By 8 a.m. Monday morning, participants had filled five tour buses and the Angus convoy was ready to pull out of the Overland Park Convention Center parking lot.

An 88-mile drive straight west, with plenty of beautiful Kansas scenery, landed the group at the first stop of the day.

Mill Brae Ranch of Maple Hill, Kan., welcomed around 204 Angus enthusiasts. As they filed off buses, participants were greeted with the smell of cowboy coffee, warmed over a rustic, open fire and enough muffins to feed a crowd.

Mark Nikkel, managing partner of Mill Brae Ranch, received his guests with a general overview of the ranch.

“We’re situated here in the Flint Hills, which is a tall-grass prairie, some of the last left in North America,” he said.

For more information, please view the full Angus Journal article online.

Wild Pig Management Workshop set for Feb. 9 in Luling, TX

The Texas A&M AgriLife Extension Service will host a Wild Pig Management Workshop for landowners and the general public from 8 a.m.-2:30 p.m. Feb. 9 at the Luling Foundation, 523 S. Mulberry St. in Luling, Texas.

The program is free, but attendees have the option of paying for a catered lunch.

Five Texas Department of Agriculture continuing education units — two general, two integrated pest management and one laws and regulations — are available for private pesticide applicator licensees who attend.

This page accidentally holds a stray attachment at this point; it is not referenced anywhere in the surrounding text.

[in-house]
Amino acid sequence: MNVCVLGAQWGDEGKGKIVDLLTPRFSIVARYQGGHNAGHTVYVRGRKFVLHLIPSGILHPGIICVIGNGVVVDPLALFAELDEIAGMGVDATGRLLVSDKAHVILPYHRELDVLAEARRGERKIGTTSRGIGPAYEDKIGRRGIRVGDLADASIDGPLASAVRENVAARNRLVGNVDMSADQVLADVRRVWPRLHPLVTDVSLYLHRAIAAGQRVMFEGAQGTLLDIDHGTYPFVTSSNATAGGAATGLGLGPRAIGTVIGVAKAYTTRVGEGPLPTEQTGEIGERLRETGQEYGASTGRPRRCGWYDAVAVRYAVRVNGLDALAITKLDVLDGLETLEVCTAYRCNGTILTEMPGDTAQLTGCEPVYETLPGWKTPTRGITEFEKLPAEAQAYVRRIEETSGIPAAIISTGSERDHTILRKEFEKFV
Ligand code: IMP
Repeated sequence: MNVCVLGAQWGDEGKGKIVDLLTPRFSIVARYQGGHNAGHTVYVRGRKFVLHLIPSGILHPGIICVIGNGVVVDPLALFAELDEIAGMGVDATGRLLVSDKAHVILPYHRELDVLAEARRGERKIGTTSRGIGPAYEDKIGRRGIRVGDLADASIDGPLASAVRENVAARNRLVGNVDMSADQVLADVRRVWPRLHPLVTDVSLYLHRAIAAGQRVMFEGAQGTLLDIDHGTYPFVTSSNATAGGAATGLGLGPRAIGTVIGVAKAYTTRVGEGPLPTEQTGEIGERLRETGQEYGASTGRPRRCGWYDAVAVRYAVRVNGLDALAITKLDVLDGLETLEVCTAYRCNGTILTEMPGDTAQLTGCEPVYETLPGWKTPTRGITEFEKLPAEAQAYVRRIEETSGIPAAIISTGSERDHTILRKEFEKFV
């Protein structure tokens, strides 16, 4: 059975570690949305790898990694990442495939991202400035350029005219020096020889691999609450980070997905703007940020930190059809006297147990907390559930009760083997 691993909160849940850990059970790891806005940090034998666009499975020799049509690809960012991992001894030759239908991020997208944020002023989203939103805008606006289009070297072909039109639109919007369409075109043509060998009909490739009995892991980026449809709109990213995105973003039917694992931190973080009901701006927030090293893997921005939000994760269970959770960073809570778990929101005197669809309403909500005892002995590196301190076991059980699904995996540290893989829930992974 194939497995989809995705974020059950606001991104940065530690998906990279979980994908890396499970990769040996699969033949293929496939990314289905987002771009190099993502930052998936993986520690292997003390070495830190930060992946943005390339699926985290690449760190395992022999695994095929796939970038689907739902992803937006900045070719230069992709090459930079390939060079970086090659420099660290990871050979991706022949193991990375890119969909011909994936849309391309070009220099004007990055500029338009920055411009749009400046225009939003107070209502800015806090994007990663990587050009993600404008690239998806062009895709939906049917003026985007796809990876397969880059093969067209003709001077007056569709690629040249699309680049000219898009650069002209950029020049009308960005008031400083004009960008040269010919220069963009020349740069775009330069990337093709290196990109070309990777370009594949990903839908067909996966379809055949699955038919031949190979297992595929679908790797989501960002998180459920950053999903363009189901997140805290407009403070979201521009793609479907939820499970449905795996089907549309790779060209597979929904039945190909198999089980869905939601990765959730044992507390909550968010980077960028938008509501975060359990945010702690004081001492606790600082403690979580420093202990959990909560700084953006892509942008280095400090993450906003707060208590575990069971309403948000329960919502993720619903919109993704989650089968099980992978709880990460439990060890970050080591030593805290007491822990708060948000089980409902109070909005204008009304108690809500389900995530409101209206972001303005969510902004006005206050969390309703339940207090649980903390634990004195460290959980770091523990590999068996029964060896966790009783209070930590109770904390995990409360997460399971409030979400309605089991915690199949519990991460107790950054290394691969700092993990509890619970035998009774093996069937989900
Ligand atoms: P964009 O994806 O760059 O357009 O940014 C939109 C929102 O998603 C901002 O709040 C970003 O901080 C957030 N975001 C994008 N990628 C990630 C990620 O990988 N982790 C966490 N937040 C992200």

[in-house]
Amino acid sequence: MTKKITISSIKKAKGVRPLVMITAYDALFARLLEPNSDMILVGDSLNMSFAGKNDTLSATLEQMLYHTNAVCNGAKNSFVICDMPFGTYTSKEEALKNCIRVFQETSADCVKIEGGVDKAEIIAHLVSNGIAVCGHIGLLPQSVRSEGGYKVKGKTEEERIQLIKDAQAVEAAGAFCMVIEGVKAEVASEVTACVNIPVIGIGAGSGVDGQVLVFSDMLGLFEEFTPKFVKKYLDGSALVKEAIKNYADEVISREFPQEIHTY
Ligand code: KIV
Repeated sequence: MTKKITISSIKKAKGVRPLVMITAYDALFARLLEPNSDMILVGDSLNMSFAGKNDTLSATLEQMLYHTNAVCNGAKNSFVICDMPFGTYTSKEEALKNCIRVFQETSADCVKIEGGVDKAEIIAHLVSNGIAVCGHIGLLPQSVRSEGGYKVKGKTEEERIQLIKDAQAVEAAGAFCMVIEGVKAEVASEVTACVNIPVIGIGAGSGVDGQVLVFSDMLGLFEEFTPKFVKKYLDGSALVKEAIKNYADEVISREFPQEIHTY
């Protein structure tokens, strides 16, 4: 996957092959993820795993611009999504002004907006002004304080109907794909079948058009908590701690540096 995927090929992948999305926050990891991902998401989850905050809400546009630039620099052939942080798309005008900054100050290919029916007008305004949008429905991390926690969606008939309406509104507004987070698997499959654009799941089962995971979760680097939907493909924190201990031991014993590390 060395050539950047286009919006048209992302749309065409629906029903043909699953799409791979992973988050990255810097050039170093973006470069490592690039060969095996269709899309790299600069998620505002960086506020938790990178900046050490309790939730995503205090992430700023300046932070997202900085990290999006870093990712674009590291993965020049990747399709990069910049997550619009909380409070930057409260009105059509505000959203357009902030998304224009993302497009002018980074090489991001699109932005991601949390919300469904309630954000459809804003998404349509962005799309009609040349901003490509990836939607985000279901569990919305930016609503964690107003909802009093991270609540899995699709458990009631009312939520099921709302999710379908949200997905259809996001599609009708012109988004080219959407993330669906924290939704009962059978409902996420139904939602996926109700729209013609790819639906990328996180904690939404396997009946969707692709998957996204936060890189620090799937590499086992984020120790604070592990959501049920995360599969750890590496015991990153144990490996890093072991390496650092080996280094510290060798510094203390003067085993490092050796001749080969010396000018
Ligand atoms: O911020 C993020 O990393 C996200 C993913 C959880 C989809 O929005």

“Wild pigs are responsible for millions of dollars in agricultural and other losses annually in Texas,” said Josh Helcel, AgriLife Extension associate, Burnet County. “They are also known as sources of bacterial impairment and potential carriers of disease.”

Helcel also noted that the prolific breeding of wild pigs has created additional challenges for landowners and increased the need for further education on the control strategies that might work best for their property.

Michael Haynes, former AgriLife Extension agent for Caldwell County and now the AgriLife Extension agent in Bandera County, said the event is provided at no cost through a Clean Water Act nonpoint source grant from the Texas State Soil and Water Conservation Board and the U.S. Environmental Protection Agency (EPA).

For more information, please view the Angus Journal Virtual Library calendar of upcoming events here.

Artificial Insemination School

Southeast Select Sires Inc. will be conducting an artificial insemination (AI) School on March 7-9, 2016, at the Calhoun Stockyard on Hwy. 53 near Calhoun, Ga. The class will begin at 12 noon on Monday and will finish at 12 noon on Wednesday.

The cost is $450 per person. If you plan to attend, please mail your $225 deposit and completed application to Southeast Select Sires Inc., 3789 Old Port Royal Rd., Spring Hill, TN 37174. The deadline for this application is Feb. 22, 2016.

The training course will consist of classroom sessions and lab sessions on live cattle. Some of the topics that will be covered in the class include — anatomy and physiology, AI technique, semen handling, heat detection, and estrus synchronization. You will need to bring rubber boots and coveralls.

For more information, please view the Angus Journal Virtual Library calendar of upcoming events here.